A safety task force formed in response to a fatal hayride accident in 2014 says the state doesn’t have the ability now to regulate motorized farm attractions and would have to create a new agency to do so.

The Hayride Safety Stakeholders Group found that neither the Maine State Police nor the state Fire Marshal’s Office has the manpower or the resources to regulate motorized farm attractions.

“The stakeholders group agreed that at the current time there is very little that can be done to regulate motorized farm rides,” the group said in its report, which also noted that “some sort of safety guidelines can be made available for those wishing to have such rides for the public.”

In addition to Fire Marshal Joseph Thomas and Col. Robert A. Williams, chief of the state police, the group included representatives from the Maine Fair Association, the Maine Campground Owners Association, the Maine Department of Agriculture and the Maine Antique Tractor Club.

The group was formed through a legislative resolve in response to the hayride crash on Oct. 11, 2014, that killed Cassidy Charette of Oakland, a 17-year-old Messalonskee High School student. The crash at Harvest Hill Farms in Mechanic Falls also injured 22 people.

Charette’s mother, Monica Charette, issued a statement Tuesday night through attorney Jodi Nofsinger.


“We are disappointed in the findings of the stakeholders,” Charette said. “We are pleased that the conversation brought important awareness to the potential dangers of seemingly harmless activities where safety should be a reasonable expectation. There should be a Cassidy’s Law if it could spare even one life and one family from this experience.”


The 11-member group focused its review on those hayride attractions that offer rides for a fee. Providers such as pumpkin patches, corn mazes, tree farms, fairs, carnivals, campgrounds, apple-picking orchards and Halloween events were all examined.

Thomas, who co-chaired the group, said that for the state to regulate hayride attractions, it would have to create an oversight agency responsible for identifying privately owned operations that offer rides. The agency then would inspect vehicles and issue permits to the operations.

Thomas said his agency and state police lack the resources to take on such responsibilities. He said the working group couldn’t find any other state that regulates hayride attractions.

“As things exist now, there is absolutely no means for us to find out who is even doing this type of operation,” Thomas said. “This whole thing is just so broad.”


According to the group’s report, there is no agency within state government that oversees motorized farm rides.

“When the permitting process was looked at, one issue is the large number of motorized farm rides that are out there. From an informal survey of several farms and orchards, the number could reach upwards of 250 to 400 separate motorized farm rides,” the report said. “These locations ranged from farms to apple orchards to pumpkin growers to the agricultural fairs.”

A fee-based system would be needed to cover the state’s expenses, the report said.

Thomas said inspectors would have to go to individual farms across the state to inspect farm vehicles because they are prohibited from operating on public roads.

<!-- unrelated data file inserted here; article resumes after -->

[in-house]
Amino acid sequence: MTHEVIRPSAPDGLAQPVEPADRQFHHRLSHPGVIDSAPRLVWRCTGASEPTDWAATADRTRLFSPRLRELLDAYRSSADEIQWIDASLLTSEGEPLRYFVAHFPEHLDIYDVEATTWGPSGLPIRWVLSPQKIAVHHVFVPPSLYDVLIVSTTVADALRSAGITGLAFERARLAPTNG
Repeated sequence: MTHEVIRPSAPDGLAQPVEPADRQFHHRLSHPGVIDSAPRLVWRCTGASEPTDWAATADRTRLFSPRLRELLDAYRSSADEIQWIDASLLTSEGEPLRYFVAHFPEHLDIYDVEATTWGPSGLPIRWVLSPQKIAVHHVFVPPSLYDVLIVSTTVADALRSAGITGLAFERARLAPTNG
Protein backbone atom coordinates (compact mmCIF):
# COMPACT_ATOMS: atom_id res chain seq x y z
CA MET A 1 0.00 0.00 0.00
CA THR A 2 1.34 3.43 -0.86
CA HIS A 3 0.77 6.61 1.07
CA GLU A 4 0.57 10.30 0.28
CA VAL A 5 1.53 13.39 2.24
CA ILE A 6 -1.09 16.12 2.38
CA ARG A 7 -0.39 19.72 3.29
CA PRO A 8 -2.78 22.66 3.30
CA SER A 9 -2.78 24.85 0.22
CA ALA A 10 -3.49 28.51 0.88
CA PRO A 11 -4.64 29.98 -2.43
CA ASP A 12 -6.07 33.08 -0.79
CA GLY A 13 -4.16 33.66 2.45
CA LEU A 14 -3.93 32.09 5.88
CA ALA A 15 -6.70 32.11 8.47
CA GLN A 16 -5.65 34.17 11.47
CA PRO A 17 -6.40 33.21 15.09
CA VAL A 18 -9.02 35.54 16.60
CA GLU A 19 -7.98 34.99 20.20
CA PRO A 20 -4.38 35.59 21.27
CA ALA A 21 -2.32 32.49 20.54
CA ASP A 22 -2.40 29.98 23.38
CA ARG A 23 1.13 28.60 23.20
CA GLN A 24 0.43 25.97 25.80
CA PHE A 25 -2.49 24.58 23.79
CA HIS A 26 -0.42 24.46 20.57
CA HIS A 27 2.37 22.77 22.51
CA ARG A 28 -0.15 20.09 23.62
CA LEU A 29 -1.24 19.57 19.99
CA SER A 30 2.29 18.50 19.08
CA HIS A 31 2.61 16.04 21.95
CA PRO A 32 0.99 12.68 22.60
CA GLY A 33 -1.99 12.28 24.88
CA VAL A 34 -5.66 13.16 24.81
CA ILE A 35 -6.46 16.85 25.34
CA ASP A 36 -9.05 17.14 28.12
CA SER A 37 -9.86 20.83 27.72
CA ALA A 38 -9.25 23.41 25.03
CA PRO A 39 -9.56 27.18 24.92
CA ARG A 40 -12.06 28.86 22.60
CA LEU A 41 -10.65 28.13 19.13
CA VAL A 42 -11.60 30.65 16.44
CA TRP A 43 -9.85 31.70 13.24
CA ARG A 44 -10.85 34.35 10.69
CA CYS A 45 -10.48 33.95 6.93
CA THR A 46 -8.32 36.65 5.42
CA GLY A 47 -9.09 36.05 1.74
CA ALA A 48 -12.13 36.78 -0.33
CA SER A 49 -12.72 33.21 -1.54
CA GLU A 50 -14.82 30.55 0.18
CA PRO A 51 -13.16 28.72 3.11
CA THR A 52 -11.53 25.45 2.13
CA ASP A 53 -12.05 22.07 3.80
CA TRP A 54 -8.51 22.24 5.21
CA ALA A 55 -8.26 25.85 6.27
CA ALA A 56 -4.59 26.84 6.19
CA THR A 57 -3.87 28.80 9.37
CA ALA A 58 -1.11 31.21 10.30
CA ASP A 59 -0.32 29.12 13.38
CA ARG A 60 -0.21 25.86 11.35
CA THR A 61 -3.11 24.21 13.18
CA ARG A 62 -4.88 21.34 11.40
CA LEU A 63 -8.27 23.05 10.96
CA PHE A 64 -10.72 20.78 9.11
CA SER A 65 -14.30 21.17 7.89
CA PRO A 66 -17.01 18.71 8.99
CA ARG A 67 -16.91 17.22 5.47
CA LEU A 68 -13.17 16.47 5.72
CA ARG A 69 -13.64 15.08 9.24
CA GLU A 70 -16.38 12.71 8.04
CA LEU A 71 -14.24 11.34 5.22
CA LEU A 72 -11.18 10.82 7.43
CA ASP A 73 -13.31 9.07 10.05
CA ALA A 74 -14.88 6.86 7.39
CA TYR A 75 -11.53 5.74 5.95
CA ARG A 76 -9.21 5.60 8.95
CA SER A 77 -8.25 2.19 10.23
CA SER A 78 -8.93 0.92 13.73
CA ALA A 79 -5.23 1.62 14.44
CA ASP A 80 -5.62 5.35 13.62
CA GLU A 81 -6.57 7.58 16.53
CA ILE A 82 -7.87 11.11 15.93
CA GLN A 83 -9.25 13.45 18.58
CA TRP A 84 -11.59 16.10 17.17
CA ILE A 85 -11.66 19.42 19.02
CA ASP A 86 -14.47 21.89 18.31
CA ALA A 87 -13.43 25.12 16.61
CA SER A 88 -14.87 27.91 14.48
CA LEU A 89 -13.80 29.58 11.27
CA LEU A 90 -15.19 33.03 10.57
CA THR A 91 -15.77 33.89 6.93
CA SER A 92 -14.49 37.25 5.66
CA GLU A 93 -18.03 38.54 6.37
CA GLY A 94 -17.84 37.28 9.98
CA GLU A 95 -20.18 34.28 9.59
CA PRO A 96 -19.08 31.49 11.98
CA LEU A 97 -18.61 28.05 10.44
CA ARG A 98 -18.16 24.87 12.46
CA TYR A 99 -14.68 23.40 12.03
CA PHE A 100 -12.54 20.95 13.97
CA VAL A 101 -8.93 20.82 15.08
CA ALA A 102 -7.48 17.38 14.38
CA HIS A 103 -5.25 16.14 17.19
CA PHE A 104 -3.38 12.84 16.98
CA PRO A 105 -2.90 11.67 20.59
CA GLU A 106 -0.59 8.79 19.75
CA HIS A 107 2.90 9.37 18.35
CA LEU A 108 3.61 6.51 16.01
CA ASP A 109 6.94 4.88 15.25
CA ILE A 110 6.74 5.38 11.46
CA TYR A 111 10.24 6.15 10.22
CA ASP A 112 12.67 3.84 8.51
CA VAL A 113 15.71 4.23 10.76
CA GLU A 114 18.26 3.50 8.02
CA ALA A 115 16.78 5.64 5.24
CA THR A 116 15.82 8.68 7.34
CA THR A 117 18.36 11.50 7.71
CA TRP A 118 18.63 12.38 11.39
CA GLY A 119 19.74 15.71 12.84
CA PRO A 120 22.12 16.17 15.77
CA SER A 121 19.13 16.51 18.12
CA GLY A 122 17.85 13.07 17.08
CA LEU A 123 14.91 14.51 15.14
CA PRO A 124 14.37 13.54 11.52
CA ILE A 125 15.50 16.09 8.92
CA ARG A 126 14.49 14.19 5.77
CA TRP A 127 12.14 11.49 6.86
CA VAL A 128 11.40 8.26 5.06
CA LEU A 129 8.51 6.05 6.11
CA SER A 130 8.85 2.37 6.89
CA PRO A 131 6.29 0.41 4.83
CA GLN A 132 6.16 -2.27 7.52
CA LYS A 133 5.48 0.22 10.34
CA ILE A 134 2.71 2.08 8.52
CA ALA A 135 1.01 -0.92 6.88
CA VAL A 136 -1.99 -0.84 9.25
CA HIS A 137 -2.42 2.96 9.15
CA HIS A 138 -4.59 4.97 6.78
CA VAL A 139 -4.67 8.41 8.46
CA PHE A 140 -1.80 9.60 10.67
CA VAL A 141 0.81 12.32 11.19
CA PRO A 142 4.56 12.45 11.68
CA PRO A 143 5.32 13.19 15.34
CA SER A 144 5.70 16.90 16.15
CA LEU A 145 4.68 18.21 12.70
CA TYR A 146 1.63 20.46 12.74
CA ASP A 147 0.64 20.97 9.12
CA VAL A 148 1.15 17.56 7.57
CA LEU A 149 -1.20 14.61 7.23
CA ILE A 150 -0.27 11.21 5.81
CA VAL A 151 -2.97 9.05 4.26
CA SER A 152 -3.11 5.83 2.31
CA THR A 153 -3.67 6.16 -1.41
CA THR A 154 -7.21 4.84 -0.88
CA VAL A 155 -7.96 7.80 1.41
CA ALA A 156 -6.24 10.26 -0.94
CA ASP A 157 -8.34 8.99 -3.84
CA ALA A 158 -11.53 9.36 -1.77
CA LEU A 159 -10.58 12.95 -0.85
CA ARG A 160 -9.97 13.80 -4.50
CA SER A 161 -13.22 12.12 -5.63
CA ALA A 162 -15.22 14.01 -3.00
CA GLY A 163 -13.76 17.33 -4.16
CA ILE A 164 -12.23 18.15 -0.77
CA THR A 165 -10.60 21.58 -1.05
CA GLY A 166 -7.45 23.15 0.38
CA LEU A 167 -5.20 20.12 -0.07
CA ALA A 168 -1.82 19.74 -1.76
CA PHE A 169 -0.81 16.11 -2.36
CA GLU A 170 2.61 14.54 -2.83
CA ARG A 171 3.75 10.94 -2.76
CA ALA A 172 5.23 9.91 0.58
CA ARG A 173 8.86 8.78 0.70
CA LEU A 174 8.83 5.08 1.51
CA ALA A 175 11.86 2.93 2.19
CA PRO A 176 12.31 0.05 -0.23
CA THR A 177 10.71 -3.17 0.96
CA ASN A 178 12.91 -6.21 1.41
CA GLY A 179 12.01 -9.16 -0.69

“Both the Maine State Police and the State Fire Marshal’s Office would require additional staff to undertake a program of this size,” the report said.

The group also found “multiple roadblocks” to oversight that include a lack of mechanical and weight standards. Many tractors do not have a published towing capacity like trucks do. Trailers are designed to carry cargo and not passengers so capacities are expressed in pounds and not the number of people.



A summary of the task force’s report has been filed with the Legislature’s Criminal Justice and Public Safety Committee, which hasn’t scheduled a meeting yet to consider the group’s findings.

In 2014, authorities said a mechanical problem in a Jeep towing a wagon on a haunted hayride at Harvest Hill Farms caused the vehicle to lose control. The Jeep and wagon rolled down a hill and slammed into a tree, killing Charette and injuring other passengers. An Androscoggin County grand jury subsequently indicted the hayride wagon driver and the mechanic on misdemeanor charges of reckless conduct. Harvest Hill Farms, a corporation, was indicted on charges of manslaughter, aggravated assault, driving to endanger, and reckless conduct.

Charette’s family has retained Nofsinger, an attorney with Berman and Simmons, to represent them.

In an email Tuesday night, Nofsinger said she and another attorney, Daniel Kagan, have filed notices of claim with several corporations that operate as Harvest Hills Farms, as well as with the farm owner and the Jeep operator. Those notices essentially preserve the right to file lawsuits against those parties, but Nofsinger said she “has not formally filed any lawsuits, and has no comment on that process.”



Cassidy Charette’s family has remained steadfast in focusing its attention on honoring her life and legacy.

“Our focus today, as it has been since Oct. 11, 2014, is on the love and light surrounding Cassidy and our community,” Monica Charette said. “Cass was a unique human being in the way she shared genuine kindness with everyone around her. Our community is keeping her spirit alive and shining her light in more ways than we can count.

“Cassidy is not in this (stakeholder’s) report. She cannot be reduced to words or works. Her spirit is too big and her light is infinite. The words ‘Shine on Cass’ have become a call to action for people to help others, spread kindness and shine their own light.”


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